For all who are touched by the need of hospice care, our organization is the most experienced hospice in the area. Iowa City Hospice is a not-for-profit, community-based organization that brings an unmatched combination of:
• A personalized approach to patient and family care,
• Quality staff with longevity and experience, and
• A large, dedicated volunteer base
The result is the most appropriate possible scope of hospice services and, ultimately, the respect, comfort, and peace of mind that patients and families need most.
At one of the most emotional, intimate transitions of your life, our compassionate staff and volunteers will be here to walk beside you – respecting your choices, and empowering you to retain control of your care.
Iowa City Hospice’s Mission:
is to be the leaders in providing exceptional patient-centered palliative care and grief support to anyone affected by a terminal illness.
Iowa City Hospice’s Principle of Practice:
As a community-oriented, not for profit organization, Iowa City Hospice is dedicated to offering services to everyone regardless of an individual’s ability to pay.
Iowa City Hospice’s exceptional care is reflected in everything we do. In addition to the thousands of calls, letters and emails we receive from grateful individuals, we regularly survey our families and healthcare professionals to assess our effectiveness.
A few figures from recent surveys…
Iowa City Hospice care teams are experts at pain control – 100% of families report the right amount of medication was provided to patients to relieve their pain.
QUALITY OF CARE 95% of families rate Iowa City Hospice’s overall care as Excellent or Very Good.
And, Iowa City Hospice’s staff are committed experts in end- of-life care.
STAFF EXPERTISE 92% of Iowa City Hospice staff are certified in hospice and palliative care, compared to a national average of 20%.
Still Here, Still Working, Still Benefiting Others
“Officially,” Iowa City Hospice served its first patient in 1983, which makes 2013 our 30th anniversary. The tireless work of our founders, however, began several years prior to 1983. Motivated by their experiences with loved ones at the end of life, in 1979, founders Martha Lubaroff and Mary Child began to discuss whether the relatively new field of hospice care could be supported in Johnson County.
They recruited a task force of numerous community members. Their charge—to find a way to provide practical, compassionate support to enhance quality of life for people who were at the end of their lives. “Looking back, it’s unbelievable how everything fell into place,” Martha Lubaroff says, though, she laughs, “it didn’t feel that way at the time.”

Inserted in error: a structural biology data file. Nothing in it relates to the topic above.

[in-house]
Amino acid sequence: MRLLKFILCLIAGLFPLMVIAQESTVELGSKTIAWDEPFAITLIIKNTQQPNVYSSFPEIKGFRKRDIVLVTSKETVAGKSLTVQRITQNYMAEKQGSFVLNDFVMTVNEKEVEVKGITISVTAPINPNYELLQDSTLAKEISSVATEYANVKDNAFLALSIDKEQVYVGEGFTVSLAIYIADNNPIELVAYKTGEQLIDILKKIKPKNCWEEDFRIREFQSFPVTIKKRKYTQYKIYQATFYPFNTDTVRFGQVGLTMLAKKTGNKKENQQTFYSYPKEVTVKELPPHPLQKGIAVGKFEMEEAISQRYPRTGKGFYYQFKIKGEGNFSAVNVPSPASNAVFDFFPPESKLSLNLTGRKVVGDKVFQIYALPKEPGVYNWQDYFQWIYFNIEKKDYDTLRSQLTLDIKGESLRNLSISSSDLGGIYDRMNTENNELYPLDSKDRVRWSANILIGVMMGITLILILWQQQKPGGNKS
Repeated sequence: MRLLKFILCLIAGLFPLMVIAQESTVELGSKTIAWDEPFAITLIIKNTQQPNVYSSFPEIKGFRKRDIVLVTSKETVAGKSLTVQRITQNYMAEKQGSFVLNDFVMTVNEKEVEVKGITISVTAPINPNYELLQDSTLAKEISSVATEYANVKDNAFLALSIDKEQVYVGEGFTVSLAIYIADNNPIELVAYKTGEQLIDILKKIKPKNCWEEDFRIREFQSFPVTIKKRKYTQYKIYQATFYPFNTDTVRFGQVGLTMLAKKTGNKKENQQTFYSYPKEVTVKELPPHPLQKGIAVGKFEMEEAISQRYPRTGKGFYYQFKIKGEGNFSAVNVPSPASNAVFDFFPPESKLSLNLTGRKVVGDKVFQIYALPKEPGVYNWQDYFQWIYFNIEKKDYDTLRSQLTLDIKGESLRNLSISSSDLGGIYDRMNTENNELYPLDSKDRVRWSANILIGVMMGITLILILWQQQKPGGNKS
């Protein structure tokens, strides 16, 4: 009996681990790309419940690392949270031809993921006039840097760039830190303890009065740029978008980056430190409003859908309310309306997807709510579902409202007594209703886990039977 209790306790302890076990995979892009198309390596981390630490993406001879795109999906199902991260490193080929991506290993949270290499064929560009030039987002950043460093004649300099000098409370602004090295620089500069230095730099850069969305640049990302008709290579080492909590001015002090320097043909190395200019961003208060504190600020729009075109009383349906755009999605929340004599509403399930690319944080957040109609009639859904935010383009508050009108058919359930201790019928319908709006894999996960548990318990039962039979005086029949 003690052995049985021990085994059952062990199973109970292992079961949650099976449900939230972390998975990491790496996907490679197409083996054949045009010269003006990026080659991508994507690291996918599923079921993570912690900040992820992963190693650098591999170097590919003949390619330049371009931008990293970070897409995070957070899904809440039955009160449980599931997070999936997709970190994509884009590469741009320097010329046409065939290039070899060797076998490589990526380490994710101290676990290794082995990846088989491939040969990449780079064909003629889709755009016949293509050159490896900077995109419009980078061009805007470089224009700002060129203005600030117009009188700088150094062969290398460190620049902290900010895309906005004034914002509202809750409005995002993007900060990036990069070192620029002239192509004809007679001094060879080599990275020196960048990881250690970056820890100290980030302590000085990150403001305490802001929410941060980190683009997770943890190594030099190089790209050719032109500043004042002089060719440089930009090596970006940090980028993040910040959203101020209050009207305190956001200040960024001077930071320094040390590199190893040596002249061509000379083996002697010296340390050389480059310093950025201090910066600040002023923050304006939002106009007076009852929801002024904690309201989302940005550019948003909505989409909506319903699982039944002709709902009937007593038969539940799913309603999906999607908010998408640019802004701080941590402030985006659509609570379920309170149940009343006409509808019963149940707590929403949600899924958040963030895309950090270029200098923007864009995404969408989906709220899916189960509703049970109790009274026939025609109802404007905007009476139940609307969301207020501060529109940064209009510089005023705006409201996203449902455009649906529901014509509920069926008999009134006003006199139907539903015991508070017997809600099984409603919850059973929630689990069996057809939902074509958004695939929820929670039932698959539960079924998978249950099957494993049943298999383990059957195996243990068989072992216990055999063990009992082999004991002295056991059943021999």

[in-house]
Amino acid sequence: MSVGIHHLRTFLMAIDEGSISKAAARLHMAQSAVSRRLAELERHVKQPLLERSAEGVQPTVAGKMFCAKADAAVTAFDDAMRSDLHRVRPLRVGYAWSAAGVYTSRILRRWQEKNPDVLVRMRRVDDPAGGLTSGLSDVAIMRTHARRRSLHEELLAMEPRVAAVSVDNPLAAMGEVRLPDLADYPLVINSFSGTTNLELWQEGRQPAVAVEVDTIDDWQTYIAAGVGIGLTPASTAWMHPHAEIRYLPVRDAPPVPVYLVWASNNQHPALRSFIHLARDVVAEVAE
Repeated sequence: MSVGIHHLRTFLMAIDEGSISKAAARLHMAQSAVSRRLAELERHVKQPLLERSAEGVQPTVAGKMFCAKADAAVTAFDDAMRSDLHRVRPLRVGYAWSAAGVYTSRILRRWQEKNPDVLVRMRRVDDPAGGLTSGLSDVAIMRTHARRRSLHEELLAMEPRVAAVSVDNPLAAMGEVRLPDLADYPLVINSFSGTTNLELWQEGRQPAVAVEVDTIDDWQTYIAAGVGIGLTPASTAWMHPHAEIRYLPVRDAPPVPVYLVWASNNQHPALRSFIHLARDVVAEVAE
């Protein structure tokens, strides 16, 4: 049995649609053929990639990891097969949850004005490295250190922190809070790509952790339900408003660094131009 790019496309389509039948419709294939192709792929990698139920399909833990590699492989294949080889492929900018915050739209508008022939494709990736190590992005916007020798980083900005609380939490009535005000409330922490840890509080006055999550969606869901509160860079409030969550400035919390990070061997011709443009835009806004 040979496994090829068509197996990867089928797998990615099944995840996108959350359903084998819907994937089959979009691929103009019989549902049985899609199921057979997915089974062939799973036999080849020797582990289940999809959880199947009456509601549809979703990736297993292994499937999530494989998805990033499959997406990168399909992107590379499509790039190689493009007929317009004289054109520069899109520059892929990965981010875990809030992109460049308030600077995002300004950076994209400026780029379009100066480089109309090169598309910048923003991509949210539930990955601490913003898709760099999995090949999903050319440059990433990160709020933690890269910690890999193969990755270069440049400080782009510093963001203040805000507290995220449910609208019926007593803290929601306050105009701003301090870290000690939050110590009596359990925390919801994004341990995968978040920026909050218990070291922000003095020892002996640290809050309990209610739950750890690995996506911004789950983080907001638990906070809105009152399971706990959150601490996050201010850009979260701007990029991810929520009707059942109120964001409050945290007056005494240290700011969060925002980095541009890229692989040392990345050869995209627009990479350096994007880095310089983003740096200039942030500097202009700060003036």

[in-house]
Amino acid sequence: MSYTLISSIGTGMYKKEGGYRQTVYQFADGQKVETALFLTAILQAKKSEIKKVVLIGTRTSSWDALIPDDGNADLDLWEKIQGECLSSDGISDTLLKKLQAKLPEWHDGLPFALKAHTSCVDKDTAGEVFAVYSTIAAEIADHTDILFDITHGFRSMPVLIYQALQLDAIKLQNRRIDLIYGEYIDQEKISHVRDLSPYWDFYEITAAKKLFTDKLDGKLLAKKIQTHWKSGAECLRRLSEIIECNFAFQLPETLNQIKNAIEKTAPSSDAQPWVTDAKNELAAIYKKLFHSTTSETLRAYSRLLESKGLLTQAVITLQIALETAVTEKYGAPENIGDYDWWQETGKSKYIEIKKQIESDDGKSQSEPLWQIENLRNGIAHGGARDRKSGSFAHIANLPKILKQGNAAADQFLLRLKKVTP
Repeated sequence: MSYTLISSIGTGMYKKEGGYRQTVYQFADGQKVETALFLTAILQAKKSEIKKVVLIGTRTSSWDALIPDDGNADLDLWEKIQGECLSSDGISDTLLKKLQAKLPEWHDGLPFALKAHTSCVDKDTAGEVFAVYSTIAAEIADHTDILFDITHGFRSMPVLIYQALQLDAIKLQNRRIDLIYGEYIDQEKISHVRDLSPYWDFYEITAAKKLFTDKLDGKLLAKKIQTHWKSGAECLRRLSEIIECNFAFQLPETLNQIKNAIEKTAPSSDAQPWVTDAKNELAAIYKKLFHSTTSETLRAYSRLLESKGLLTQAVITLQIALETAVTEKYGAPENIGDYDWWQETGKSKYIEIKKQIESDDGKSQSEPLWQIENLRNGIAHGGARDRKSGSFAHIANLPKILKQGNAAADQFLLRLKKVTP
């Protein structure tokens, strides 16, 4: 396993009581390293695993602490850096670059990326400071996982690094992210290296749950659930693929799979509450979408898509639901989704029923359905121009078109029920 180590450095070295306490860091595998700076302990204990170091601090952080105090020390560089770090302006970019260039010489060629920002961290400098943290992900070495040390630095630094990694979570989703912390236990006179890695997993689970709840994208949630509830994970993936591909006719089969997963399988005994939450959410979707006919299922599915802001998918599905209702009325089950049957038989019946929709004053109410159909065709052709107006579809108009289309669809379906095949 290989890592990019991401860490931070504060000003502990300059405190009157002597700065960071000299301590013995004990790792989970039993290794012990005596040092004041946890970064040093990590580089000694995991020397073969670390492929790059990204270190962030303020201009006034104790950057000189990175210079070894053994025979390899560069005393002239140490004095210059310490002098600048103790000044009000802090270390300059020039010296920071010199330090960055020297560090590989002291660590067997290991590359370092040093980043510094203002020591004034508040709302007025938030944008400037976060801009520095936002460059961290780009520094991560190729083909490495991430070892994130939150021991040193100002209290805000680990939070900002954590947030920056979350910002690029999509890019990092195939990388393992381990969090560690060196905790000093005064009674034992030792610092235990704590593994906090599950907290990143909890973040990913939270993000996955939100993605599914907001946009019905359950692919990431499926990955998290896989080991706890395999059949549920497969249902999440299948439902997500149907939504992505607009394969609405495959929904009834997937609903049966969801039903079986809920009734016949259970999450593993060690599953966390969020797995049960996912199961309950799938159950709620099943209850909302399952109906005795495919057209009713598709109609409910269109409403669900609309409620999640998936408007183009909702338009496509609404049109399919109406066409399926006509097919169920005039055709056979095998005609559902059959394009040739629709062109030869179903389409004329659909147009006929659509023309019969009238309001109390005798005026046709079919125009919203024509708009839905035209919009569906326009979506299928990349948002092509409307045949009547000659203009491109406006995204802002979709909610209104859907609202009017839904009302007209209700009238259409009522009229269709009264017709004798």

Martha admits there were many things that worried her and the task force during those early years. “Having enough money to hire staff and serve patients, educating the community, getting the medical profession behind us; at first there was a lot of skepticism.” But, she adds, task force members were willing to roll up their sleeves and jump in. “Where we were able to do something, we put our heads together and we did it.”
Initial funding came from grants and community donations. In 1982, widespread community support allowed the first board of directors to appoint a medical director, Charles E. Driscoll, M.D., who offered his services free of charge. That fall, the first class of volunteers was trained. These I Iowa City Hospice upporters and volunteers, along with their newly hired patient care coordinator, Laurie Neunaber, provided care to their first patient in March of 1983.
Martha is thrilled that Iowa City Hospice continues to provide exceptional hospice care and grief support services and that, over the years, the organization was able to expand to six more counties. She admits to being a little surprised, though, about Iowa City Hospice’s remarkable growth, and its acceptance in the community. “I’m happy that it’s still here, it’s working, and people are benefiting.”
Although she is honored to share the mantle of “founder” with Mary Child, Martha enthusiastically credits the many people whose commitment made Iowa City Hospice what it is today. “What we did in the early years—the commitment of the original ‘band’—was so important,” Martha explains. “Our mission never deviated, and we all believed in it so strongly. People came forward to help without being coaxed a lot.”
Martha adds that Maggie Elliott, Iowa City Hospice executive director since 1995, has played a critical role in continuing the task force’s efforts. “Maggie made it happen, with her ability to bring in other communities, other groups. Her vision and ability to involve others has been key,” Martha says.
Thirty-one years after she and Mary first contemplated the idea of a community-based hospice, Martha continues to be involved, sharing her story with others to encourage continued support of Iowa City Hospice, especially of the Iowa City Hospice Endowment Fund.
Martha sees many things for Iowa City Hospice’s future. “I see us continuing to grow, serving more patients and families. And because of the arrival of for-profit hospice providers to our community, we have to continue making it clear why Iowa City Hospice is the best choice,” she says.
“You love it, believe in it, and want it to keep going,” Martha explains. And, she says, “I’d like it to be there for me.”